MIREN northern Scandinavia

With the northern Scandinavian branch of the Mountain Invasion Research Network (MIREN, www.mountaininvasions.org), we are studying the impact of roads and hiking trails on alpine and arctic ecosystems. Our goal is to better understand what kind of changes these man-made disturbances cause to the natural vegetation and through which mechanisms these changes happen.


MIREN’s focus is to look at changes in the distribution of species in mountain ecosystems across the world to help us better understand and manage the increasingly important shifts caused by global change. For us, this means studying these changes in the sub-arctic region of the Nothern-Scandes, along a network of roads and trails ranging from Narvik, Norway to Abisko, Sweden where we work in relation with the Abisko Scientific Research Station.


Studying tundra biodiversity in the northern Scandes

Our first approach is to closely monitor vegetation as well as climatic variables and biotic interactions. Regular vegetation surveys were made since 2012 to track the changes in vegetation along roads and trails and particularly the upward movement of lowland native and non-native species along these paths. Since 2017 we have also been looking into the interactions between plants and their natural symbionts, the mycorrhizal fungi, and how they change at the interface between natural vegetation and roads. Additionally, we have been monitoring climatic variables such as temperature and moisture through the use of small loggers spread over all our research sites which you might even come across during your next arctic hike.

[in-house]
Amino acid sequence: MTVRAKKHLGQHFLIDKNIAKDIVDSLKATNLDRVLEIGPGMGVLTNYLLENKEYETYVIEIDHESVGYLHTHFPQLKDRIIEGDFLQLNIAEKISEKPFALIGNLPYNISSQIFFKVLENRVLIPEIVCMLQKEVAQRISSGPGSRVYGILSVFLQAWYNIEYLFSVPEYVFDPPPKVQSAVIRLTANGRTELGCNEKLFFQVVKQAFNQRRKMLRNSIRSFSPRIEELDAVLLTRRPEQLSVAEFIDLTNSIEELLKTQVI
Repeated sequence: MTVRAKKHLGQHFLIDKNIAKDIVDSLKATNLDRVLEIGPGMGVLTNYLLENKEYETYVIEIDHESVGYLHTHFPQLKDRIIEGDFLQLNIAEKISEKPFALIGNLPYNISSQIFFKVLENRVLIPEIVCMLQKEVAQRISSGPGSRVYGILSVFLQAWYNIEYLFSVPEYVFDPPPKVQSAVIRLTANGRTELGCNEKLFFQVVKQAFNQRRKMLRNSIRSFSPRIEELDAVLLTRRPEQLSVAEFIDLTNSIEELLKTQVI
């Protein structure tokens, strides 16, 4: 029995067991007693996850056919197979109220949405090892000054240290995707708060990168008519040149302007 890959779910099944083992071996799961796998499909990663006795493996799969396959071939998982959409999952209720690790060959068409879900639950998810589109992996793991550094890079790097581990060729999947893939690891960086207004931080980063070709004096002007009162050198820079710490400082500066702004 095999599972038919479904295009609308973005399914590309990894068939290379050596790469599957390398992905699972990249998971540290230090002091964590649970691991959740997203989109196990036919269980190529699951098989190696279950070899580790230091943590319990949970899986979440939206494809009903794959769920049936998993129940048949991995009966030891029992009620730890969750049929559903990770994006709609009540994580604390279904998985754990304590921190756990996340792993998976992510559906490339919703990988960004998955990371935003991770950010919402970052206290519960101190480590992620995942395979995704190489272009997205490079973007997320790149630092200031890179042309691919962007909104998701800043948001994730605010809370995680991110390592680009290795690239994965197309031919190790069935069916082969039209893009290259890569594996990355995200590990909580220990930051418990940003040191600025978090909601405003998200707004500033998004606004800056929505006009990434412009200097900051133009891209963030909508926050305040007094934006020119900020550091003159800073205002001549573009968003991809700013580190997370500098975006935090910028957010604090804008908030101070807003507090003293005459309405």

Anthoxanthum odoratum, a lowland grass species surviving at high elevations in our experiments

However, observations only can only bring us so many answers, which is why we are also using experimental means to test out which mechanisms are behind these movement of plants we have observed. This is done by creating artificial gaps (disturbances, like in trail- or roadsides) in natural vegetation at different altitudes, in which we sow seeds of species known to be rapidly moving uphill, under different biotic and abiotic conditions. Their success will then be compared to the success of seeds planted under similar conditions but in absence of the simulated disturbance effect.


Disturbance experiment in the Laktajakka valley, northern Sweden

This project is supervised by Jonas Lembrechts (University of Antwerp), together with PhD student Jan Clavel, master students Sam Vastmans and Nell van den Plas. The project is done in the context of the global MIREN network, together with ther Climate Impact Research Center of the Abisko Research Station.